Officials will immediately begin slaughtering hundreds of thousands of birds in a 3km radius around the poultry farms in the town of Navapur where the confirmed cases were detected, Anees Ahmed, the Maharashtra state minister for animal husbandry, said on Saturday.
"Around 500,000 birds will be killed," he said. "It is confirmed the deaths were caused by the H5N1strain."
Tests on the birds were carried out by the High Security Animal Disease Laboratory in the central Indian city of Bhopal.
Meanwhile, a scientist said an unknown number of people in the area near the outbreak were reported to be suffering from flu and fever, though there was no immediate indication they had contracted bird flu.
Milind Gore, the deputy director of the National Institute of Virology in Pune, which is approved by the World Health Organisation, said scientists there will begin testing samples on Sunday given by people suffering from flu-like symptoms.
"Around 500,000 birds will be killed. It is confirmed the deaths were caused by the H5N1strain"
Maharashtra state minister for animal husbandry
At least 30,000 chickens have died in Navapur, a major poultry-farming region in Maharashtra state, over the past two weeks, Ahmed said.
The state government was sending a team of 200 veterinarians and assistants to the area, more than 400km northeast of Bombay.
"We have not decided on whether to evacuate people from the area," he said.
Police have cordoned off the area around the poultry farms and construction equipment will be used to bury the killed poultry, Ahmed said.
"Nobody is being allowed to enter the area. People are being stopped in a 10km radius,"said Ahmed.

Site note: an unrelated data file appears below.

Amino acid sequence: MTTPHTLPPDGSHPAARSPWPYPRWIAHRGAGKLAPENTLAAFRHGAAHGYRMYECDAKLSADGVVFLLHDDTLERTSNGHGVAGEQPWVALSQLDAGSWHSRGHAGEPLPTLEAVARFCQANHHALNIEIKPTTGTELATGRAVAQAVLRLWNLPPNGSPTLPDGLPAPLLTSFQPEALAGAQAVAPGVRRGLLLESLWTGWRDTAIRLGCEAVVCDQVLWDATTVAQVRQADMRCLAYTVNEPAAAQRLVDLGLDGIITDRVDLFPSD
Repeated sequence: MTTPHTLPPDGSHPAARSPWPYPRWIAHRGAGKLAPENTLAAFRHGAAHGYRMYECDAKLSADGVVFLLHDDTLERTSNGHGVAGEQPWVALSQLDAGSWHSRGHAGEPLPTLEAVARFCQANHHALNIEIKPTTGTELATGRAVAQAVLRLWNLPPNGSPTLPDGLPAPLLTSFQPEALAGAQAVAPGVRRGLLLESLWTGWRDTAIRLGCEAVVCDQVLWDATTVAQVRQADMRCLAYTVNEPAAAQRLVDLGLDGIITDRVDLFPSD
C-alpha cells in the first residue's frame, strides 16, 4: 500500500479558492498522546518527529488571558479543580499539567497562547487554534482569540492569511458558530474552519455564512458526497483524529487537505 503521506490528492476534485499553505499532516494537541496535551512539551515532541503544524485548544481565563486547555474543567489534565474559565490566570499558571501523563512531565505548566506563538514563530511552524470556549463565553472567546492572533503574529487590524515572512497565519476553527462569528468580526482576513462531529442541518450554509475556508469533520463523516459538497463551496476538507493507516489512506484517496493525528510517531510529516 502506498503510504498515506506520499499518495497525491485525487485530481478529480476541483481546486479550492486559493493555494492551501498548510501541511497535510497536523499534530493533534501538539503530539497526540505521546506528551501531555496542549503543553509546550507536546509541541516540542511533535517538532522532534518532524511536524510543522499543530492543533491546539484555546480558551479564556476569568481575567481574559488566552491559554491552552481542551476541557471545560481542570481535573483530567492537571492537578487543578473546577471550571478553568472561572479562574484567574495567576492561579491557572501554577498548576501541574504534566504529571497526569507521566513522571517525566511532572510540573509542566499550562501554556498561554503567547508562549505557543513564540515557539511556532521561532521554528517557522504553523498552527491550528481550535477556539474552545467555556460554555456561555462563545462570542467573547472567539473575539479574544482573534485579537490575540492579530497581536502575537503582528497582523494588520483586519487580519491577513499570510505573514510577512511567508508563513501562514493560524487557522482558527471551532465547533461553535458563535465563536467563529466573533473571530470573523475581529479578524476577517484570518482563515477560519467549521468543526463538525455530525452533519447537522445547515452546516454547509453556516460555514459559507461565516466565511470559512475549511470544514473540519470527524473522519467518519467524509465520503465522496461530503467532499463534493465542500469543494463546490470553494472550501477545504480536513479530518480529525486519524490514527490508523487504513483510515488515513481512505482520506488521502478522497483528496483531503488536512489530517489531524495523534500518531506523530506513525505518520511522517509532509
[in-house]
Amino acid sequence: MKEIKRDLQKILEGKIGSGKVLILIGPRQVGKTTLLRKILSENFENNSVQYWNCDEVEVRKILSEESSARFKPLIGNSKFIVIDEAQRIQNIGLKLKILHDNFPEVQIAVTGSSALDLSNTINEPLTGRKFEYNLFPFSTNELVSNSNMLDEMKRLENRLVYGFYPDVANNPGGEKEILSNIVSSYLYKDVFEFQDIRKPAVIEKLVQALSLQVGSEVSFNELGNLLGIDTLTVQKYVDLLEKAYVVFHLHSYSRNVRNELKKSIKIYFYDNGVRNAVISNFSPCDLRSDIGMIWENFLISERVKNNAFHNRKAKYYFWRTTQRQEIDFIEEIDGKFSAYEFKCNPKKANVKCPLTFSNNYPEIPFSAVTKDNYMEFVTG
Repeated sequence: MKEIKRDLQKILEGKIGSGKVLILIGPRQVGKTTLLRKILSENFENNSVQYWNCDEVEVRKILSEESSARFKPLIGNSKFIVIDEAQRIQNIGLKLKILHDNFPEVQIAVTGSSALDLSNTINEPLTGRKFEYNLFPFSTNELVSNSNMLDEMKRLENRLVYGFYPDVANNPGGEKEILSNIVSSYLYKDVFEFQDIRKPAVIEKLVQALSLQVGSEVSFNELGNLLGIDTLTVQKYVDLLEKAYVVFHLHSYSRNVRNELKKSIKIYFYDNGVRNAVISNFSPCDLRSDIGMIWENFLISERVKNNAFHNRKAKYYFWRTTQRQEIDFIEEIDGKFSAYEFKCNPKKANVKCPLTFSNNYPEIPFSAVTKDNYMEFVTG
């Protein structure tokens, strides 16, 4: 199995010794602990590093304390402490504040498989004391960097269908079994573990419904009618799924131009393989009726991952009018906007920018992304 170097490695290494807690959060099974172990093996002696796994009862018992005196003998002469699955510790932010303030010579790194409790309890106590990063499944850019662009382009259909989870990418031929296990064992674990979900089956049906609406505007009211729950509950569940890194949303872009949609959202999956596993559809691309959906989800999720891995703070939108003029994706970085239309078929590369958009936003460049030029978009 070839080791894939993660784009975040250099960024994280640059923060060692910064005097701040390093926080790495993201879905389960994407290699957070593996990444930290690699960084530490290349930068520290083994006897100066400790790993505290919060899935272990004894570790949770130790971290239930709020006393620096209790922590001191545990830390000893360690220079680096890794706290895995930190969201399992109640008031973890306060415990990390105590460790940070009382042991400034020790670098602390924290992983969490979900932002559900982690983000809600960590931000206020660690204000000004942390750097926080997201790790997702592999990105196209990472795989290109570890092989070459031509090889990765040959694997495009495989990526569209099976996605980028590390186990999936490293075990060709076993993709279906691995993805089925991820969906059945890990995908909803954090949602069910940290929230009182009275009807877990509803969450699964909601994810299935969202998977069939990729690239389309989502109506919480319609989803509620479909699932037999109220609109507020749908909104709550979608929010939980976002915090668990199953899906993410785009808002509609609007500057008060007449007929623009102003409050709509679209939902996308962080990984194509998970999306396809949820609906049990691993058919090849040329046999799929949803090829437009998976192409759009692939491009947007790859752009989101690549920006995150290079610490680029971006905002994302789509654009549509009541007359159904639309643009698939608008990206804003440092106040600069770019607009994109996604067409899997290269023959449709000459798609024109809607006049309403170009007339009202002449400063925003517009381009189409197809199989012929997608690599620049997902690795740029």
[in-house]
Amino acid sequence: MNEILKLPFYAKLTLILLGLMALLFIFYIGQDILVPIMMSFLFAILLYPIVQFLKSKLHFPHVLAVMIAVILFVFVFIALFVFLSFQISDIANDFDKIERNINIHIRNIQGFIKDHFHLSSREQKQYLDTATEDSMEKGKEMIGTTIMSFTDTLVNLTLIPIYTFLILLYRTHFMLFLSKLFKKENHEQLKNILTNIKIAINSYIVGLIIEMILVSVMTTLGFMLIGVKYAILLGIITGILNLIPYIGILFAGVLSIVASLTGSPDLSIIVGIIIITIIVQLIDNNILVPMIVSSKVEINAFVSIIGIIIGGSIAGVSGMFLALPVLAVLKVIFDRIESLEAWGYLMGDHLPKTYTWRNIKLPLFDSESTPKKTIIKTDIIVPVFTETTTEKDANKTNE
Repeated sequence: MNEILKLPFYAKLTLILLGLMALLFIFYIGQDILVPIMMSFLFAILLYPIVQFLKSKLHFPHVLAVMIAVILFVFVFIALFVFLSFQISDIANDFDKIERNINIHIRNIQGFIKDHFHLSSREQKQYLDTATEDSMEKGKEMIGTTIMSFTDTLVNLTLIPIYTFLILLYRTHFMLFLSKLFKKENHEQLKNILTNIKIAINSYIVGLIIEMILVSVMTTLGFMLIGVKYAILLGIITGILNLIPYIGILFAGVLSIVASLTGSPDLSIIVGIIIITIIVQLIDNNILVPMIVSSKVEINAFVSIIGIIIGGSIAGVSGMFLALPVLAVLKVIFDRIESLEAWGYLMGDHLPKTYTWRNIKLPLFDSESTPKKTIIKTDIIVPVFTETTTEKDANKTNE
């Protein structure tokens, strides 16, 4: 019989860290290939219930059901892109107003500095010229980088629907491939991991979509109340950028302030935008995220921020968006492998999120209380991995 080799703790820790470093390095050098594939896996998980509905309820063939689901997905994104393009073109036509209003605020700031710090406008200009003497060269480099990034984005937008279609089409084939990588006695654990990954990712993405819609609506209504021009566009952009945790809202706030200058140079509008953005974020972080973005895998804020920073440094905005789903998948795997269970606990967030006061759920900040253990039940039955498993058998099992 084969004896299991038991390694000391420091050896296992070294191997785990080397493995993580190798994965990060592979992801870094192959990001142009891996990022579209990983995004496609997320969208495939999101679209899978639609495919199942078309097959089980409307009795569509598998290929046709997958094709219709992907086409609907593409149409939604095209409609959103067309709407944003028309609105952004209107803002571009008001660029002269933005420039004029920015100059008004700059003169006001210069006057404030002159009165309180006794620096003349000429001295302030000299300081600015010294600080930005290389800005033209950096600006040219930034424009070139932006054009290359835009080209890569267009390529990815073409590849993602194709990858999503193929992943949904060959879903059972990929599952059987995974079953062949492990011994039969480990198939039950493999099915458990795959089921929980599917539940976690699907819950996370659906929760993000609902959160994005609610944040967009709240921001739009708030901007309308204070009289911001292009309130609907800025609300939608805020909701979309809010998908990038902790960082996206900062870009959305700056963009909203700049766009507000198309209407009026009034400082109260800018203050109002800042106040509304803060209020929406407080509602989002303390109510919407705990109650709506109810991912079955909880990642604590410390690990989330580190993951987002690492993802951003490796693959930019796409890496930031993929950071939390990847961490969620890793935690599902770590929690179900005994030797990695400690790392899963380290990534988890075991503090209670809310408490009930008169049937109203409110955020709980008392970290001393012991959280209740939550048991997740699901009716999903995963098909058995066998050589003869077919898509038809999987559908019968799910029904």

In New Delhi, the federal health ministry said that as well as culling birds, poultry within five to seven kilometres of the outbreak would be vaccinated against bird flu.
"All attempts are being made to ensure the infection does not spread," the ministry said in a statement, adding that people should not panic as the situation is "under control".
Bird flu has killed 91 people,
mostly in Asia, since 2003
Bird flu has killed 91 people since 2003, with the bulk of the victims in Asia, but recent deaths reported in Iraq and Turkey, according to the WHO. Most of the human cases of bird flu have been through direct contact with sick birds, it says.
Scientists fear the highly pathogenic H5N1 virus could mutate into a form that passes easily between humans and spark a human flu pandemic.
Indian pharmaceutical company Cipla Ltd said on Saturday that a generic version of the drug Tamiflu - thought to be the best prevention against a pandemic - will be available in chemists across the country early next week.
"The drug will be available for customers by Wednesday," Dr Yusuf K Hamied, Cipla's chairman, said. "We are geared up to produce 100,000 doses per week."